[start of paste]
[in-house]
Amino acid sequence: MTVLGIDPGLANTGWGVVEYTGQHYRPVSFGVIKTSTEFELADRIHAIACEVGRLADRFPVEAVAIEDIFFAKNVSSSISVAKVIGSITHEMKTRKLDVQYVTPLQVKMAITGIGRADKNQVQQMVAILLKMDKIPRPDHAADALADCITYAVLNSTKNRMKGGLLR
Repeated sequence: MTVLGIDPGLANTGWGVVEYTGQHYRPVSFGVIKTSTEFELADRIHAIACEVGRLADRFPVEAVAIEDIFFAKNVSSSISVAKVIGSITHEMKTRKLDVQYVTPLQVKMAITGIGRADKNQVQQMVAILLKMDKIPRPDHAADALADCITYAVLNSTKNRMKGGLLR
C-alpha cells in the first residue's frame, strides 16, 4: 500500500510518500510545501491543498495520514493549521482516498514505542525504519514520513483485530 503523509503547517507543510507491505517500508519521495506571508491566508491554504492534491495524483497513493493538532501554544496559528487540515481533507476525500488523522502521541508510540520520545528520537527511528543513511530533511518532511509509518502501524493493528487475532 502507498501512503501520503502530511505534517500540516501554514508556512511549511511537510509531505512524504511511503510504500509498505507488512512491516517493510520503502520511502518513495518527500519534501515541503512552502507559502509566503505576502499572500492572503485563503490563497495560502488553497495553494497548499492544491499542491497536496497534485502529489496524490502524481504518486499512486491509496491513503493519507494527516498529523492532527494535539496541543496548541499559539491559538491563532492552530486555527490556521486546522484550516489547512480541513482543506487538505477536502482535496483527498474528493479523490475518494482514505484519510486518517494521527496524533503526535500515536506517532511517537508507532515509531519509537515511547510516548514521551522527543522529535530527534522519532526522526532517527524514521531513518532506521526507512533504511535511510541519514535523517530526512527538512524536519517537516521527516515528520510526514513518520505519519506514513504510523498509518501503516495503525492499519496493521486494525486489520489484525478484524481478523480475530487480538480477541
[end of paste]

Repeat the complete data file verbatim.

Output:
[in-house]
Amino acid sequence: MTVLGIDPGLANTGWGVVEYTGQHYRPVSFGVIKTSTEFELADRIHAIACEVGRLADRFPVEAVAIEDIFFAKNVSSSISVAKVIGSITHEMKTRKLDVQYVTPLQVKMAITGIGRADKNQVQQMVAILLKMDKIPRPDHAADALADCITYAVLNSTKNRMKGGLLR
Repeated sequence: MTVLGIDPGLANTGWGVVEYTGQHYRPVSFGVIKTSTEFELADRIHAIACEVGRLADRFPVEAVAIEDIFFAKNVSSSISVAKVIGSITHEMKTRKLDVQYVTPLQVKMAITGIGRADKNQVQQMVAILLKMDKIPRPDHAADALADCITYAVLNSTKNRMKGGLLR
C-alpha cells in the first residue's frame, strides 16, 4: 500500500510518500510545501491543498495520514493549521482516498514505542525504519514520513483485530 503523509503547517507543510507491505517500508519521495506571508491566508491554504492534491495524483497513493493538532501554544496559528487540515481533507476525500488523522502521541508510540520520545528520537527511528543513511530533511518532511509509518502501524493493528487475532 502507498501512503501520503502530511505534517500540516501554514508556512511549511511537510509531505512524504511511503510504500509498505507488512512491516517493510520503502520511502518513495518527500519534501515541503512552502507559502509566503505576502499572500492572503485563503490563497495560502488553497495553494497548499492544491499542491497536496497534485502529489496524490502524481504518486499512486491509496491513503493519507494527516498529523492532527494535539496541543496548541499559539491559538491563532492552530486555527490556521486546522484550516489547512480541513482543506487538505477536502482535496483527498474528493479523490475518494482514505484519510486518517494521527496524533503526535500515536506517532511517537508507532515509531519509537515511547510516548514521551522527543522529535530527534522519532526522526532517527524514521531513518532506521526507512533504511535511510541519514535523517530526512527538512524536519517537516521527516515528520510526514513518520505519519506514513504510523498509518501503516495503525492499519496493521486494525486489520489484525478484524481478523480475530487480538480477541